Early symptoms of brain cancer – Early symptoms of brain tumour may be unclear as they may resemble other health problems. Take a look at the early signs of brain cancer that continue to get worse with time.
Brain cancer is one of the most fatal cancer forms. According to the National Cancer Institute, only 34.8 per cent of the brain cancer patients survive beyond five years after treatment. Individuals with tumours confined to the brain have 37.2 per cent chance to live after five years post treatment.
Headaches, nausea, vomiting and dizziness are the early indications of a brain cancer. These signs, however, are subtle and often confused with other medical conditions. The other reasons of experiencing symptoms may include common medical problems, such as migraines or a sinus infection.
[Read: Cure for Aggressive Brain Cancer]
Early Symptoms of Primary Brain Cancer
A tumour developing in the brain is not usually a result of cancer spreading from other body parts. Figuring out brain cancer in its earliest stage is difficult as the manifestation of brain cancer can mimic conditions that are not cancerous.
Headaches – Headaches, especially those that are severe in the morning indicate the likelihood of brain cancer. The headache gets worse if it comes with cough and while engaging in activities that require one to bend.
Seizures – A developing tumour of the brain interferes with the normal functioning of the brain tissues. The developing brain tumour causes the healthy nerve cells to swell causing seizures.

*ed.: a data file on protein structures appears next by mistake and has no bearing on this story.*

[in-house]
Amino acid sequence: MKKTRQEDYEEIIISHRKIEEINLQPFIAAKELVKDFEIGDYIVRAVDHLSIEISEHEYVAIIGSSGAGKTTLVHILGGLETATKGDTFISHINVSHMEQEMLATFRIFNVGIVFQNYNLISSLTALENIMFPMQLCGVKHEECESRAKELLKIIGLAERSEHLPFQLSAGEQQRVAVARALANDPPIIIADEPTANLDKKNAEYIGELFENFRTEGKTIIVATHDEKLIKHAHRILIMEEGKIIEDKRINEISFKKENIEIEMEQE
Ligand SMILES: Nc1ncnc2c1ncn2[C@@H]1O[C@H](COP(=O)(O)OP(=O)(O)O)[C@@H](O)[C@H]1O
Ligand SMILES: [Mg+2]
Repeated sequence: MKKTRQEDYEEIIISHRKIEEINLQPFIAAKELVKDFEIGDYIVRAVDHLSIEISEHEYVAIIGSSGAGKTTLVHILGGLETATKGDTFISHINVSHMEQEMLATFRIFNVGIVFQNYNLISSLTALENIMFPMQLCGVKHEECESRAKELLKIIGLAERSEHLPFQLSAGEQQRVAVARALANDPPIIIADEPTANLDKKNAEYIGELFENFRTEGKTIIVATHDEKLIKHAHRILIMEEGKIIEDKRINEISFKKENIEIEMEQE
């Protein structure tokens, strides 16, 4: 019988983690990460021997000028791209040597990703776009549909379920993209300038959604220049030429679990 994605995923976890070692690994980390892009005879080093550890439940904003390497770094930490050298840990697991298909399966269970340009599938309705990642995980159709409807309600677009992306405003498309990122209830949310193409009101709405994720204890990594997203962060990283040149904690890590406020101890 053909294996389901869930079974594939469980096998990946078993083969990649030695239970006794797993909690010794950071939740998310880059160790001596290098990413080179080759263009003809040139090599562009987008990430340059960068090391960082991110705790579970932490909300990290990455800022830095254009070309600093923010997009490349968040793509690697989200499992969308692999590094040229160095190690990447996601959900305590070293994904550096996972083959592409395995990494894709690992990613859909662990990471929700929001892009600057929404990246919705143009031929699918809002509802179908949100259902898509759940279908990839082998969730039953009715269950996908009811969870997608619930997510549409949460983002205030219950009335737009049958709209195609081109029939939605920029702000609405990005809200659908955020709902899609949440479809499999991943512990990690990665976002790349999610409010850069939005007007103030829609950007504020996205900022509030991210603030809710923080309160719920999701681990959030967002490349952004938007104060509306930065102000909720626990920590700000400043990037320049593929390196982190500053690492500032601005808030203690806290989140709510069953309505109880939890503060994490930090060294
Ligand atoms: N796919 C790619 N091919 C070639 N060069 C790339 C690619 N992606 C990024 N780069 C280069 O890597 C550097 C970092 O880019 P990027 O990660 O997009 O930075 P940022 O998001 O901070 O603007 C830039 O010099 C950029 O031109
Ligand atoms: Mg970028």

Cognitive problems – If the tumour is developing fast, the sufferer may experience focal symptoms. These problems include hearing issues (loss, buzzing, ringing) and vision disturbances. Moreover, muscle weakness and inability to manage movements are other symptoms of brain cancer in its early stage.
Neural changes – Neural changes, such as personality or memory problems such as forgetfulness, aggressive behaviour and becoming anxious or depressed suddenly.
Nausea - Nausea accompanied by vomiting occurs in the early stages of brain cancer as a result of the pressure from the tumour.
Mass effect – The developing tumour swells the brain cells and causes an intracranial pressure due to the accumulation of extra fluid. As a result, the head feels heavier. This is the reason why doctors check for a swollen optic nerve and determine if there is intracranial pressure.
The early symptoms of brain cancer may be a sign of other problems, such as migraines and phobias.
Different types of brain tumours respond differently to the treatment with some responding better to chemotherapy while others responding well to radiotherapy. The outcome of treatment for brain cancer removal depends on the grade of the tumour cells, the tumour’s position within the brain, size of the tumour, age at diagnosis and existence of any other medical condition/s when the disease was diagnosed.
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